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Crime-Report Apps May Exaggerate the Problem

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Nextdoor, a social network for neighbors, and another app, Citizen, deliver alerts on local crimes. Both are among the most downloaded news apps today. Last year, , Amazon acquired Ring, which makes a doorbell that doubles as a security camera. The retail giant recently posted a job listing for someone to manage a team of news journalists who would write crime alerts for the app, the New York Times reports. The seemingly constant barrage of news about criminal activity could lead people to conclude that the world is far more dangerous than it is. The reality is that violent crime reports in the U.S. have fallen by 49 percent from 1993 to 2017, the FBI says. “Seeing a lot of crime reports isn’t something that gives you any context,” said Rachel Thomas of the University of San Francisco’s Data Institute and a co-founder of Fast.ai, an independent lab that focuses on artificial intelligence.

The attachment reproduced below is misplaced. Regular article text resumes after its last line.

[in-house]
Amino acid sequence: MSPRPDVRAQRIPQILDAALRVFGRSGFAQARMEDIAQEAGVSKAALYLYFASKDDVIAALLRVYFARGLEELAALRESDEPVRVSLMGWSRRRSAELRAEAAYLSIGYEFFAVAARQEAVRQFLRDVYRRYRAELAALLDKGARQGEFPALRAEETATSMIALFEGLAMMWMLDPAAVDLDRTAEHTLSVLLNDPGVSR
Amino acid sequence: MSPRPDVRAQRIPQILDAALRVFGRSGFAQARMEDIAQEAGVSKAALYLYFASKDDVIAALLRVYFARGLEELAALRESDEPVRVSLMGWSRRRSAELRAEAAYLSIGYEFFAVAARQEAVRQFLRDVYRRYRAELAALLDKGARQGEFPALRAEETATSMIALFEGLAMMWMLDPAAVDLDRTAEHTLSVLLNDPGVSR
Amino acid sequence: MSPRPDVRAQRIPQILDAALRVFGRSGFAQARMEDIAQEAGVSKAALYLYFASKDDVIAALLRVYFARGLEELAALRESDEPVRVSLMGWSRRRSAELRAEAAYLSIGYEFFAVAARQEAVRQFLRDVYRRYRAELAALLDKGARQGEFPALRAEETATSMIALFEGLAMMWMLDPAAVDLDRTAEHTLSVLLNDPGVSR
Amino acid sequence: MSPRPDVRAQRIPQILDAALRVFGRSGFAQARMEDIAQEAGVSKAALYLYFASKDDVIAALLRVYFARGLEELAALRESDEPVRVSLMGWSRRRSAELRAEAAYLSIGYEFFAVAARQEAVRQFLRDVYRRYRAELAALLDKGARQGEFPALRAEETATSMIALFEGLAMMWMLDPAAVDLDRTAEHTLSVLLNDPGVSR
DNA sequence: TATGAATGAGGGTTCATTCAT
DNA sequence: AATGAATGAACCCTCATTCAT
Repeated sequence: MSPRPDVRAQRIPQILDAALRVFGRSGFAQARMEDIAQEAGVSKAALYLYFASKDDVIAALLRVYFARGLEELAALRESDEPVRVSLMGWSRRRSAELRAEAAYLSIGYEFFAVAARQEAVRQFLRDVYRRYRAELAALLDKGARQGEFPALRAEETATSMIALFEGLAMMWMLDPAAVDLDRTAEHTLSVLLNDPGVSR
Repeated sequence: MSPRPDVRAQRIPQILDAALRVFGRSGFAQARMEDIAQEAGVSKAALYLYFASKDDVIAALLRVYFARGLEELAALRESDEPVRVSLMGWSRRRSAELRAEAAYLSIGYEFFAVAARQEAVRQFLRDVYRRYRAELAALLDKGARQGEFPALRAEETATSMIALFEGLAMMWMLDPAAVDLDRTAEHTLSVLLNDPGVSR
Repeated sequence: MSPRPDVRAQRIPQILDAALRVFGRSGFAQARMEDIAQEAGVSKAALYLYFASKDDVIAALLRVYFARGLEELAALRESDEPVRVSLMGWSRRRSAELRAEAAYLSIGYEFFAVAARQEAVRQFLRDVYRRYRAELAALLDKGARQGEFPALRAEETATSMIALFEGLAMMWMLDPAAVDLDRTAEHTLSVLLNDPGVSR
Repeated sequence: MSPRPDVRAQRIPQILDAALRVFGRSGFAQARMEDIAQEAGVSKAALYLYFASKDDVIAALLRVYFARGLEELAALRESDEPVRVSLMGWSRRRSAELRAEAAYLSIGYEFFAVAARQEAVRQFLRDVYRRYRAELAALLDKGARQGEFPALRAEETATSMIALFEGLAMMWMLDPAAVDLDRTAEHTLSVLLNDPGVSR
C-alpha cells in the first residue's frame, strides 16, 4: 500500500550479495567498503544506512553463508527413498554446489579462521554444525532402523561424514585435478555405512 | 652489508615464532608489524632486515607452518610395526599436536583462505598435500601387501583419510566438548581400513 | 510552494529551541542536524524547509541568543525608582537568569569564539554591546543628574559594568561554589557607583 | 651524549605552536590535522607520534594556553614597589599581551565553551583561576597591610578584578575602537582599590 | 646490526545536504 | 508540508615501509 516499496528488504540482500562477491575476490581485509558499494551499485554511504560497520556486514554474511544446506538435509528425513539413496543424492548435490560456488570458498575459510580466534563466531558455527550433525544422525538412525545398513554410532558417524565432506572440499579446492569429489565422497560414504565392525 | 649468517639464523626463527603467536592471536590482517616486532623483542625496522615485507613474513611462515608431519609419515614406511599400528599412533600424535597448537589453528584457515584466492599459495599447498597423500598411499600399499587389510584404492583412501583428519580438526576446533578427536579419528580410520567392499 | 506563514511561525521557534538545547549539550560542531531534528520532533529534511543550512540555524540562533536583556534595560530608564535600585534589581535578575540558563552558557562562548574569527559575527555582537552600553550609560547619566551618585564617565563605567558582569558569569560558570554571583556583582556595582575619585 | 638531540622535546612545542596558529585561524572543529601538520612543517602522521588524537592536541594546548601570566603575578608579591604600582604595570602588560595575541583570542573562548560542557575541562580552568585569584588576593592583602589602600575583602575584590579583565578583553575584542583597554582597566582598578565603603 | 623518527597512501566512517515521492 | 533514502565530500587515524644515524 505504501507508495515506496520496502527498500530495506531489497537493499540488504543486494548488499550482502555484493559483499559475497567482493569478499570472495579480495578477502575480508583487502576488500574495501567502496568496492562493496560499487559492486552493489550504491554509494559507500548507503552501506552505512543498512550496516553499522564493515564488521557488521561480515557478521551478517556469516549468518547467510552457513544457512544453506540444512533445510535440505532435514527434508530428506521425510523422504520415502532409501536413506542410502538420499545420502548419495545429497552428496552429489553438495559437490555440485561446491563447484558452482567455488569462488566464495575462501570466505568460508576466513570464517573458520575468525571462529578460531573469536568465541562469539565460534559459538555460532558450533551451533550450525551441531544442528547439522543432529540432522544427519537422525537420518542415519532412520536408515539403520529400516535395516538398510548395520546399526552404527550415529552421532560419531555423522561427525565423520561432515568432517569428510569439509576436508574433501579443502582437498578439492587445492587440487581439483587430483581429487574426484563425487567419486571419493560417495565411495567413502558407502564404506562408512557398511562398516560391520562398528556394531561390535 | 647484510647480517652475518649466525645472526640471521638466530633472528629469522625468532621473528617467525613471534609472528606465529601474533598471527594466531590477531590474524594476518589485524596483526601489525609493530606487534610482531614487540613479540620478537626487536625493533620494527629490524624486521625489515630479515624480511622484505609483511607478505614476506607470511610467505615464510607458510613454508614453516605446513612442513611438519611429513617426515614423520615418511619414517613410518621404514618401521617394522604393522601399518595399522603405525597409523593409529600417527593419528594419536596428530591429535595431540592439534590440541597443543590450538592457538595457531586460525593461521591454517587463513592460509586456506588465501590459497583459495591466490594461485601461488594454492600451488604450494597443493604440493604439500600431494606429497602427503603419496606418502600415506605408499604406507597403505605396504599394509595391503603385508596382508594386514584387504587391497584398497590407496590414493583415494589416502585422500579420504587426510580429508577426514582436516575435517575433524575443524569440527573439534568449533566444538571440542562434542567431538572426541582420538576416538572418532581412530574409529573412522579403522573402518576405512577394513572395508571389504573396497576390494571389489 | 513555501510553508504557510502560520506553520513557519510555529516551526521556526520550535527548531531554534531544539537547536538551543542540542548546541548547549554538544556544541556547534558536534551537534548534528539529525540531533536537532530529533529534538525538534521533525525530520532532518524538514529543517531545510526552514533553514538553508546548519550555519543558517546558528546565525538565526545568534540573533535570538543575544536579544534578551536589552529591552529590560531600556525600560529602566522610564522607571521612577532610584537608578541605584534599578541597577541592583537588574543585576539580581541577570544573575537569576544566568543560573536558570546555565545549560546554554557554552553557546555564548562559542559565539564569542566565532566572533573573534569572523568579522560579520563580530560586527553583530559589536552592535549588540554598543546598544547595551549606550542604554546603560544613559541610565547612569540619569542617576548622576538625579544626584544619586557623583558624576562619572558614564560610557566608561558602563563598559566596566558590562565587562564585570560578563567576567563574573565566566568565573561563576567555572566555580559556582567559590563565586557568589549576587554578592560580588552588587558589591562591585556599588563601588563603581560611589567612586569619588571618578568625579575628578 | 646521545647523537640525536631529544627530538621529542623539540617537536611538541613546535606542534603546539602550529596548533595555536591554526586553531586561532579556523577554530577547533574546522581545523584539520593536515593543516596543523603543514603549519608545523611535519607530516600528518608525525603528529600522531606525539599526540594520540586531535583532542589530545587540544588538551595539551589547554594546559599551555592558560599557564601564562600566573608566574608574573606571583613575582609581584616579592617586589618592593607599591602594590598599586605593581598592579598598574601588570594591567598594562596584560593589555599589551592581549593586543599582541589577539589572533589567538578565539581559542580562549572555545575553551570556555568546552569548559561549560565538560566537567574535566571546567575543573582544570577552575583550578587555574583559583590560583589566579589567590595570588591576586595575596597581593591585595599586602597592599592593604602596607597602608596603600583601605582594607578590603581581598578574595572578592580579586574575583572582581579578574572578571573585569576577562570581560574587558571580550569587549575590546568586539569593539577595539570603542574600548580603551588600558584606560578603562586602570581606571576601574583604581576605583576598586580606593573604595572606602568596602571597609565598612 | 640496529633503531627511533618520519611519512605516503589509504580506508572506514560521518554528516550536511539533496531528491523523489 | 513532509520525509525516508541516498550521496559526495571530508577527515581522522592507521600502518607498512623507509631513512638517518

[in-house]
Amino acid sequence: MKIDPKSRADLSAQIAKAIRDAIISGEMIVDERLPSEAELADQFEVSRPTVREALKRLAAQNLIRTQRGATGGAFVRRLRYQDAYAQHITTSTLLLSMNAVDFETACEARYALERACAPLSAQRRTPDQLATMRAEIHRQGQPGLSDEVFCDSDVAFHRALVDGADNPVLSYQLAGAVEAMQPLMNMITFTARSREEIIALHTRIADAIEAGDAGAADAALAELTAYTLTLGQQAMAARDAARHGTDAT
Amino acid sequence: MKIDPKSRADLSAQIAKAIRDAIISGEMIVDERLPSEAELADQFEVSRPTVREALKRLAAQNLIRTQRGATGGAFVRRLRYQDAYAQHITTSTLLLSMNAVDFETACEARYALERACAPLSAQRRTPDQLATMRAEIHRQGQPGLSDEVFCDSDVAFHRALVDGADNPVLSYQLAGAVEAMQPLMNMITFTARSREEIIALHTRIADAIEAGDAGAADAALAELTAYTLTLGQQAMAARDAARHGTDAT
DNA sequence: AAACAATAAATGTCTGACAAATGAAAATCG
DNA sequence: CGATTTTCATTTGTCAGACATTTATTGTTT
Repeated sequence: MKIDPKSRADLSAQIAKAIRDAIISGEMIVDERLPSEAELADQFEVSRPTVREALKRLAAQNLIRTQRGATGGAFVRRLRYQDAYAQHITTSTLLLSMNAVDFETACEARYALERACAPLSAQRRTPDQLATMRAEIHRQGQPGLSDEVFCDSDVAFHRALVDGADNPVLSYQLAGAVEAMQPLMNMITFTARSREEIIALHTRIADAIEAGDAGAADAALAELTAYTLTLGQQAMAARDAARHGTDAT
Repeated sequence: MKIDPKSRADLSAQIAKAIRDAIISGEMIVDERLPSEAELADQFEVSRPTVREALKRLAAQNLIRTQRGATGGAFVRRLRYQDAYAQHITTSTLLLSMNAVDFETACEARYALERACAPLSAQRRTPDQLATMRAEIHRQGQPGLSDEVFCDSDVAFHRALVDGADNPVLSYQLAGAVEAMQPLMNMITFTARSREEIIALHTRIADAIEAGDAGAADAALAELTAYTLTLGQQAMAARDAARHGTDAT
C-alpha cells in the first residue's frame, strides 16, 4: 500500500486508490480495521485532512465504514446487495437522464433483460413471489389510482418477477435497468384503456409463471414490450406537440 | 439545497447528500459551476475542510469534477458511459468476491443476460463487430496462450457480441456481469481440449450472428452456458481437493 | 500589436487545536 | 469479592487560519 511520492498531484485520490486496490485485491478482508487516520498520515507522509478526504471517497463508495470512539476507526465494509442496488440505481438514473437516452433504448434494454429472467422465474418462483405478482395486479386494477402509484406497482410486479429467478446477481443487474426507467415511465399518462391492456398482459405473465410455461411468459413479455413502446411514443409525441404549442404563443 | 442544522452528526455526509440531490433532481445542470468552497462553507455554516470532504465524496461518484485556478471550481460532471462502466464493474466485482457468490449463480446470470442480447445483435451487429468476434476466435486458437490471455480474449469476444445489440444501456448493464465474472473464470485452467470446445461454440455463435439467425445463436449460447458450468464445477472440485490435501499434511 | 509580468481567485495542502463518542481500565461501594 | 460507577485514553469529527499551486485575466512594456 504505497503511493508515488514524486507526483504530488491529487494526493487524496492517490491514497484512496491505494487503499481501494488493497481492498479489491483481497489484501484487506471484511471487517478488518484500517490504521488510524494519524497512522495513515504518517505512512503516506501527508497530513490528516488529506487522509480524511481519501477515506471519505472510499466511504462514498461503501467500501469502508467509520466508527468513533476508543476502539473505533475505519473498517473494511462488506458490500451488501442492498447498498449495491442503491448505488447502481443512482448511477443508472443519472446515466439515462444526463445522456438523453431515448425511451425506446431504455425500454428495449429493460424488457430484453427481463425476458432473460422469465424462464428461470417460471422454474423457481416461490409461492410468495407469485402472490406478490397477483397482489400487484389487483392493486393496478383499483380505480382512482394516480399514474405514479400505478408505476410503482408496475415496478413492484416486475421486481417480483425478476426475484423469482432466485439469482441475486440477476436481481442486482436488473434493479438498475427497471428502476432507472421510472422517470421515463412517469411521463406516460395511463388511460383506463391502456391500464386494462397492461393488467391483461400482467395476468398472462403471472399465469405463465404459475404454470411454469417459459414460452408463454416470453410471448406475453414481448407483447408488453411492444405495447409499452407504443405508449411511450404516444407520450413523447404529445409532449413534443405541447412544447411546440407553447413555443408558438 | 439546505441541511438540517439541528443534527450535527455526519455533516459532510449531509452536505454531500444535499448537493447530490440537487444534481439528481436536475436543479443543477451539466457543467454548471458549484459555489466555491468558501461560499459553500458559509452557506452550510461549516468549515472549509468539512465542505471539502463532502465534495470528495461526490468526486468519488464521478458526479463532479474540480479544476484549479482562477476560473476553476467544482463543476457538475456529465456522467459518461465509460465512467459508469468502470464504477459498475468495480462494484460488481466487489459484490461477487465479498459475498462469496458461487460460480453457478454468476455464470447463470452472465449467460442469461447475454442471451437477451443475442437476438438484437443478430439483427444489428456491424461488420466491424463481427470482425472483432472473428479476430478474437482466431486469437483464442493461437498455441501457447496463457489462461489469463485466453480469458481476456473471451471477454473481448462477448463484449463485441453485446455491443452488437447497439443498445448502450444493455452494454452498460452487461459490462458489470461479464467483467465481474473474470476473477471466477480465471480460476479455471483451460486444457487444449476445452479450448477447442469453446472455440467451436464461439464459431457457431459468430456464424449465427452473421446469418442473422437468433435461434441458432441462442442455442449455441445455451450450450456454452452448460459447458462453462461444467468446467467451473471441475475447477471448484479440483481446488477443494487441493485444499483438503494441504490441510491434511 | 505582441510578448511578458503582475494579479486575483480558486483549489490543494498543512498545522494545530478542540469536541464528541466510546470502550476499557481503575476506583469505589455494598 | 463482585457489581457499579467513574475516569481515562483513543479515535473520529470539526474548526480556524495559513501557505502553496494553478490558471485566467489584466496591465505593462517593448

Scanning dozens of crime-related alerts won’t tell you much about the state of crime in your neighborhood. Look elsewhere for context, like a company’s business model, Thomas said. Amazon’s Ring offers Neighbors, a free app for getting a comprehensive look at potential criminal activity nearby. When you set it up, you see a map of your neighborhood, with color-coded icons labeled crime, safety or suspicious. Residents can contribute by posting videos recorded with their Ring doorbells to document break-in attempts or by writing posts about police activity. By default, Neighbors displays crimes posted over the last 30 days. That shows an accumulation of incidents, which can unnecessarily give people the impression that their area was being swarmed by criminals. The Times recommends setting the filter on such apps to look at content posted over the last day only, when the number of crime postings in your neighborhood may drop to zero.

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